Community coaches key in developing stars
Hamilton Spectator Wed Jul 20 2011 Page: SP5 Section: Sports Byline: Jason Jimenez
X's and O's. These are the two basic components of any football equation. Before a player steps onto the gridiron, he must have a solid understanding of what these two letters mean. Before a player has a firm grasp of the alphabet variables, he must have an inclination to play the game. For many players, this transition occurs at a very young age. Yet, before a player has a desire to make the transition from spectator to player, he must have support and guidance from his parents. I wasn't one of those kids who played organized football as a child. It was not until late in high school when I got my start on the field, and even then, I only played one year of varsity football. Since I never played the sport as a child, I never really gave much thought to the impact that youth football had in developing young players until I came to Canada. Over the course of my CFL career, I've had the opportunity to be a guest coach at a number of community football camps and events. The kids who attend these camps are receptive to coaching and are eager to learn. The coaches feed off of the kids' enthusiasm the same way the kids react to having professional players as coaches. It's the sense of camaraderie and belonging that children get when they are able to play team sports such as football that attracts them to compete at a higher level later on. This is the level of football, in my opinion, that is critical to the development of our future players. Parents and coaches have such an important role in motivating their children and players to learn the game. Children who show a strong interest and inclination on the field need to be encouraged to continue to grow in the sport. Conversely, children who are forced to do something they don't want to do will most likely rebel. Perhaps it's a parent wanting to live vicariously through their kids, or a parent wanting their child to put their video games away for a couple of hours a week. Either way, if a child's heart is not into the sport, it will show in every step and action. It's a no-win situation for player, parent and coach. Children should always play for the right reasons. Unfortunately, even at a basic level of community football, parental politics often gets in the way of the players' best interests. In the new interest of being "fair" and "equal," most young teams participate in a "10-play rule" where each child is required to play a certain amount, regardless of desire to be there, effort level, or, most importantly, skill level. As a parent, I understand the desire to see your child involved. I understand there may be an urge to complain and play politics if your child is not the star of the team. However, as a professional athlete, I can tell you this new attitude we are teaching our children is hindering rather than helping. Children need to learn from the start there are things everyone is good at and areas where time and effort will dictate an outcome. I would have loved to play defensive end or wide receiver in high school, but I wasn't fast enough and I couldn't catch. Some things haven't changed. I didn't quit on football - I found a way to get on the field. If we allow everyone to play every game, we are not fostering life skills, including competition, effort and, most of all, reality. We need to teach our kids to strive to be their best at everything they do and find ways to reach their goals on their own accord. After all, not everyone gets the job they apply for; not everyone gets the corner office promotion. So what can be done at the community football level to assist in developing strong children and future players? Coaching is key. At any level, a player will respect a coach who is knowledgeable and one who will teach them how to play. Understandably, community football coaches may not have years of coaching experience, but they don't need this experience when it comes to teaching kids how to work well with others and follow directions. These are skills that all players on every team should learn. Community football is a great way for young boys to learn the game and excel at what makes team sports second to none. Those who are responsible for community football players have a huge task in front of them. They are not only instilling life lessons through gridiron analogy, they are fostering and developing our future stars. Hamilton Tiger-Cats' Jason Jimenez is writing a series of columns about life as a football player. His column appears Wednesdays until Aug. 31. © 2011 Torstar Corporation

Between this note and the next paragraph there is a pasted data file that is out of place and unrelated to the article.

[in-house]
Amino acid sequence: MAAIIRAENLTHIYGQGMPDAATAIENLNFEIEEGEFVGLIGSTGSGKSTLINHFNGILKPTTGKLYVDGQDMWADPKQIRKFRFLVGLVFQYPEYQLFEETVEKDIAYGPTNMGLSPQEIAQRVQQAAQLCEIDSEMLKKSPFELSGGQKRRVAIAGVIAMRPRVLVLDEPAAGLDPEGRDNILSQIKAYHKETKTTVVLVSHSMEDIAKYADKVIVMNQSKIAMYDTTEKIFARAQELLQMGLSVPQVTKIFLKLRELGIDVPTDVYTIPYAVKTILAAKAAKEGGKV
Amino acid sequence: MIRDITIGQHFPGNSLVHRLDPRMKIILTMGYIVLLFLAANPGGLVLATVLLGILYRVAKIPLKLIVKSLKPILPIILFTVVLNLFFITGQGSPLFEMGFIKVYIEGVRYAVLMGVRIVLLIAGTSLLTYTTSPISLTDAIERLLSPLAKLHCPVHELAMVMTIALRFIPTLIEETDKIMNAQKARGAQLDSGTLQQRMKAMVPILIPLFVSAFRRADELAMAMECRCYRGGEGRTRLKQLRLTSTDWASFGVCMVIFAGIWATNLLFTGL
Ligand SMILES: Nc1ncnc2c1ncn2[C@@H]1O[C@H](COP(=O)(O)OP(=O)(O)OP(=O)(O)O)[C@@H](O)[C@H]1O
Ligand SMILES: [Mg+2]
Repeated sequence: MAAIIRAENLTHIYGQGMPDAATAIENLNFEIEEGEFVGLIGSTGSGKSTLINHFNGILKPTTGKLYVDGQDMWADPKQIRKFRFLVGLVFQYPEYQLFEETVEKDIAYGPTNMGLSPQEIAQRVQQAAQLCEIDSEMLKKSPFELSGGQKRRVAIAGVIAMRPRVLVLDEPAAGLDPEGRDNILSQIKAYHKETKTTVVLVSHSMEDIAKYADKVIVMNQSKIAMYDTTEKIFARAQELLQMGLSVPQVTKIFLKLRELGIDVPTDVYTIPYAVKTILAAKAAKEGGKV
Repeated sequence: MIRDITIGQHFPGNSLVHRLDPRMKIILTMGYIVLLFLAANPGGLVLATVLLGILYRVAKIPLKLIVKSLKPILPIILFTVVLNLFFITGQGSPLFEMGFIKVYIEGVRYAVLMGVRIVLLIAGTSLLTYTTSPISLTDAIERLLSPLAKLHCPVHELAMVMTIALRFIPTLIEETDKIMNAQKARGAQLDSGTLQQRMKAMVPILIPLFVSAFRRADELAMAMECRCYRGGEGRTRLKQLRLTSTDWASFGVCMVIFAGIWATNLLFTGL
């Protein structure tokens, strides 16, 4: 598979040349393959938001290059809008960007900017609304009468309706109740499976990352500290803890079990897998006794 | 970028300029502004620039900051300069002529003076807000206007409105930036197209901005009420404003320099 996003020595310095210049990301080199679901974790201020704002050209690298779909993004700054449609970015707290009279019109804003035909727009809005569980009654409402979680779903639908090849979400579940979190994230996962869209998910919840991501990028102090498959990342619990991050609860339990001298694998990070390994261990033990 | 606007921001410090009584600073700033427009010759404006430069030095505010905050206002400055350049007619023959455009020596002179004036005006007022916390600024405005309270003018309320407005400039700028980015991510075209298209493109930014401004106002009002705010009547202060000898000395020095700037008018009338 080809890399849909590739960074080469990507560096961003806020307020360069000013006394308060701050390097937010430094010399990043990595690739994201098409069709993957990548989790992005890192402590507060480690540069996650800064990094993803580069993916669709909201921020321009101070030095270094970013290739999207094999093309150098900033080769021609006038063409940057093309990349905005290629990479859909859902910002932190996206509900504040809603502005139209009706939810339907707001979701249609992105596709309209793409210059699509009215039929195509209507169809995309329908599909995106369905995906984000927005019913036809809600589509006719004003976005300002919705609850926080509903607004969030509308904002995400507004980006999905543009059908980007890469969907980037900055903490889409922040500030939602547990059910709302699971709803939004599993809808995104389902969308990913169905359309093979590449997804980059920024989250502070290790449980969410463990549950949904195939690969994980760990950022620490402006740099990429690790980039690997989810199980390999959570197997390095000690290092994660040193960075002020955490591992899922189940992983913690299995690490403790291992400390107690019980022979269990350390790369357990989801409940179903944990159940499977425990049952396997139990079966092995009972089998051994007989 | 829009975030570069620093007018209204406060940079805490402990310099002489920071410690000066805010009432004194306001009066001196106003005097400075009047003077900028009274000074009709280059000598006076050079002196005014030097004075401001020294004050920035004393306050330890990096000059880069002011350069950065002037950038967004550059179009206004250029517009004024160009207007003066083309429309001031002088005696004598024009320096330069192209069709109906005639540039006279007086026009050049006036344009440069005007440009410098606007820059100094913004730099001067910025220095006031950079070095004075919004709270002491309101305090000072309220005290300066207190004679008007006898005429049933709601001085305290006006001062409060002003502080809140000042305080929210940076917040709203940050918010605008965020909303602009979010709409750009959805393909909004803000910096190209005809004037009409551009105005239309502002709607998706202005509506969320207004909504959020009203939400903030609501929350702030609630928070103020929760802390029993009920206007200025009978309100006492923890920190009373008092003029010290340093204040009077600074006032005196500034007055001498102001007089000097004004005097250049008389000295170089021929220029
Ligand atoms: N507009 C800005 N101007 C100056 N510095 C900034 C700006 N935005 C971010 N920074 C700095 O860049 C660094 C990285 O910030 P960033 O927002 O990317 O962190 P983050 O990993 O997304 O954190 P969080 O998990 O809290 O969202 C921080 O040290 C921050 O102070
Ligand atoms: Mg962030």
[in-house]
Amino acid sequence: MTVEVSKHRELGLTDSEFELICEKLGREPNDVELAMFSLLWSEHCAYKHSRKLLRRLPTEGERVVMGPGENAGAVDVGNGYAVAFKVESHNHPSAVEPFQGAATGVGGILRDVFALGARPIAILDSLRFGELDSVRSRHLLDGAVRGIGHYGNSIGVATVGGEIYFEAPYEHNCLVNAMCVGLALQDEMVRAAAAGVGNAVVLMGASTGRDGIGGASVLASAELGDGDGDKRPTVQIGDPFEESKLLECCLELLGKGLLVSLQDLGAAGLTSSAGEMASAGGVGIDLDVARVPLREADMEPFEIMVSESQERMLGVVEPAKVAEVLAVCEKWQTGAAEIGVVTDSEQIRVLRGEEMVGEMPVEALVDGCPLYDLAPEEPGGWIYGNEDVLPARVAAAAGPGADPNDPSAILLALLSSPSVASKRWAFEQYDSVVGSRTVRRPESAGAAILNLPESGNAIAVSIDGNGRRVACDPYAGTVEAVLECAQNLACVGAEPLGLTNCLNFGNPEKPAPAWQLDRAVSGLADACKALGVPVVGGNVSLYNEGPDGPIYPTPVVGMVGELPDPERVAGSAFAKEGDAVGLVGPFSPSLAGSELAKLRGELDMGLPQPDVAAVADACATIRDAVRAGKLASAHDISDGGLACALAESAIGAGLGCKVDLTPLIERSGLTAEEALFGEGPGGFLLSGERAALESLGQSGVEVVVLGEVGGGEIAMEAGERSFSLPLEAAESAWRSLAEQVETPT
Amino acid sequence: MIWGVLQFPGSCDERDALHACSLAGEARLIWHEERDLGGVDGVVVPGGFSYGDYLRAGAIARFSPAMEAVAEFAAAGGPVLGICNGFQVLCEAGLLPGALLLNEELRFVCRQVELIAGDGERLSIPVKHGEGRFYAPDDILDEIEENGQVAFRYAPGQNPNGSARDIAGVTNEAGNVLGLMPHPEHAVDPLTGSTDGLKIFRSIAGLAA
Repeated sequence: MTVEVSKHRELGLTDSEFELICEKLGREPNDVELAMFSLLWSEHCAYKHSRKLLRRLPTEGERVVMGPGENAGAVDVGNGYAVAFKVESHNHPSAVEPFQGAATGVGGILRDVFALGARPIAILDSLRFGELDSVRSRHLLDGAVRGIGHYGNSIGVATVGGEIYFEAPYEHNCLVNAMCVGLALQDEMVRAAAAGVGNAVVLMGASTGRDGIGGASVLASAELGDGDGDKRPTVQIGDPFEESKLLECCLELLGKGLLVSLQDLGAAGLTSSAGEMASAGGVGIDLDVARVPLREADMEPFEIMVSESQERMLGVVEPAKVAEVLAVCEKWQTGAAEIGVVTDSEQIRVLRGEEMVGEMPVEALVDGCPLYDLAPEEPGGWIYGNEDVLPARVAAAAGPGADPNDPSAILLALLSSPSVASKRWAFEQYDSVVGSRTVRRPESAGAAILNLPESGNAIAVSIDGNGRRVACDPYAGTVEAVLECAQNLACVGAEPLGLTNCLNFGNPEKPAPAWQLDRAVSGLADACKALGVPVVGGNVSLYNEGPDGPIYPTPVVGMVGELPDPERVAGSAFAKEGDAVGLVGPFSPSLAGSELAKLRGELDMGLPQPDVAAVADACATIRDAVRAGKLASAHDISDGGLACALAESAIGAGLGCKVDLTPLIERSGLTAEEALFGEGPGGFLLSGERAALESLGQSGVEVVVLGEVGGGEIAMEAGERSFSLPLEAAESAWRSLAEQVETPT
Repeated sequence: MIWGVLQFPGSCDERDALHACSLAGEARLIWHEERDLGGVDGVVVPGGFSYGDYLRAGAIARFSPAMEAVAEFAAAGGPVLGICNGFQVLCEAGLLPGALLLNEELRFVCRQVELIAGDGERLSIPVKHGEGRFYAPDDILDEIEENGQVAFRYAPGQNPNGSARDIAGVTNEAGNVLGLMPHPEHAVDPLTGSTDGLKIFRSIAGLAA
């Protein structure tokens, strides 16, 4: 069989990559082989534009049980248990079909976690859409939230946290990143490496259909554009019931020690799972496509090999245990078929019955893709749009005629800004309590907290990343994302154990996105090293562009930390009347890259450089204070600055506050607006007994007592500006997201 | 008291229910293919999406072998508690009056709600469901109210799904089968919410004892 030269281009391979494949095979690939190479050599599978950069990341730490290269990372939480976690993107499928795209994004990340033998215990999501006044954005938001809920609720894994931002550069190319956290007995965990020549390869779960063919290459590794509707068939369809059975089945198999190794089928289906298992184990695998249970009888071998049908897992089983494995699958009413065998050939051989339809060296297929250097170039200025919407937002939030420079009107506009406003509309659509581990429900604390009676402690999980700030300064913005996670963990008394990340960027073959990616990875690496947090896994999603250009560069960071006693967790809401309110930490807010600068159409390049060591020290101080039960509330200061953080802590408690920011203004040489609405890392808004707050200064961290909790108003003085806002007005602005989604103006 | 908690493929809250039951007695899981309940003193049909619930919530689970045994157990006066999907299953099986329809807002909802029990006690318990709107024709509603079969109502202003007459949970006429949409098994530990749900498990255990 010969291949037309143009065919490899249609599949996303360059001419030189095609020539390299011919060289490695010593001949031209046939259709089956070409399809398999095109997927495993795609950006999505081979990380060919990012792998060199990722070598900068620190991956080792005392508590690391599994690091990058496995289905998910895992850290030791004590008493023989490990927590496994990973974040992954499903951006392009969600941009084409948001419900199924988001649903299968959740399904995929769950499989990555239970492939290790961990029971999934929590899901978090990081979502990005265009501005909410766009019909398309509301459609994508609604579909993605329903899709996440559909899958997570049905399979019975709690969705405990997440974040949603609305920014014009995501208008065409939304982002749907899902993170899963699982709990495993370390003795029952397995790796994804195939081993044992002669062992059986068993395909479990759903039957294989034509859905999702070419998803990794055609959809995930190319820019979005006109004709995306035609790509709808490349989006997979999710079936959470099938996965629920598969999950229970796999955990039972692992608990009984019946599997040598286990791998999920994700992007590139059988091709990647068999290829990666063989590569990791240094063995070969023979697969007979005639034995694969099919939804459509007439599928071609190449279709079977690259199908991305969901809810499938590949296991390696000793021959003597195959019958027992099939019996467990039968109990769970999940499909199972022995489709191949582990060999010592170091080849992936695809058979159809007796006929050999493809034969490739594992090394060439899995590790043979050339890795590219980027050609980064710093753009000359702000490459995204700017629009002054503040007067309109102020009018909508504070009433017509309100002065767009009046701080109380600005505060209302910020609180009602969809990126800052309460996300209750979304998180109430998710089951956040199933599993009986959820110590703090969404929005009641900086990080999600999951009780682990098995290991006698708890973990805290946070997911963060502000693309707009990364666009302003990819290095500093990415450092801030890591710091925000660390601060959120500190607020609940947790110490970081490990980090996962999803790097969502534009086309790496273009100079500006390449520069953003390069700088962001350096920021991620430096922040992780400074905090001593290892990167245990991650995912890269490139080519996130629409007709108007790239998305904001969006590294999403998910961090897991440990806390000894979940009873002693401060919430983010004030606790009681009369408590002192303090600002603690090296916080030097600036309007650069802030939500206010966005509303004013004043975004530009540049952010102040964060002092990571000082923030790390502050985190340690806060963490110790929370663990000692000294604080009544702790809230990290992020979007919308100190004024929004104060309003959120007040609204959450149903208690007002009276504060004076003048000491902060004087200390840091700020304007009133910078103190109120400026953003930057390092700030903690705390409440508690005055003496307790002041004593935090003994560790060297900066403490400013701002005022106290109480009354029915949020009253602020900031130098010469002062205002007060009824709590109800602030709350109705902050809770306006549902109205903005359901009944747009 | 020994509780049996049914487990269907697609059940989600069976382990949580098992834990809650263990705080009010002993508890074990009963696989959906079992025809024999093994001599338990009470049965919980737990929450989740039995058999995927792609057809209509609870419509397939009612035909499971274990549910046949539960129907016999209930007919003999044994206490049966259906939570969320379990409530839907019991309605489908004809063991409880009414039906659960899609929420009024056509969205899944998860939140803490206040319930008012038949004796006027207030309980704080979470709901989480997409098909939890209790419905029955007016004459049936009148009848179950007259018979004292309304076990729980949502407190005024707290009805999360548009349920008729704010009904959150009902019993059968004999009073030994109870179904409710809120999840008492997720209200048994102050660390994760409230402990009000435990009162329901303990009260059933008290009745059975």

The OFA has created a Coaches Association in an effort to unify our coaches across Ontario. The Coaches Association will be a tool for you to connect with other coaches, learn new plays and coaching techniques, and also a great way to meet new people with the same interests as you! JOIN NOW! We want you to become a member. Below you will find all the benefits of becoming a member of the OFA Coaches Association. Please contact us if you have any questions or comments, we’d love to hear from you!
For more information go to www.ontariofootballalliance.ca.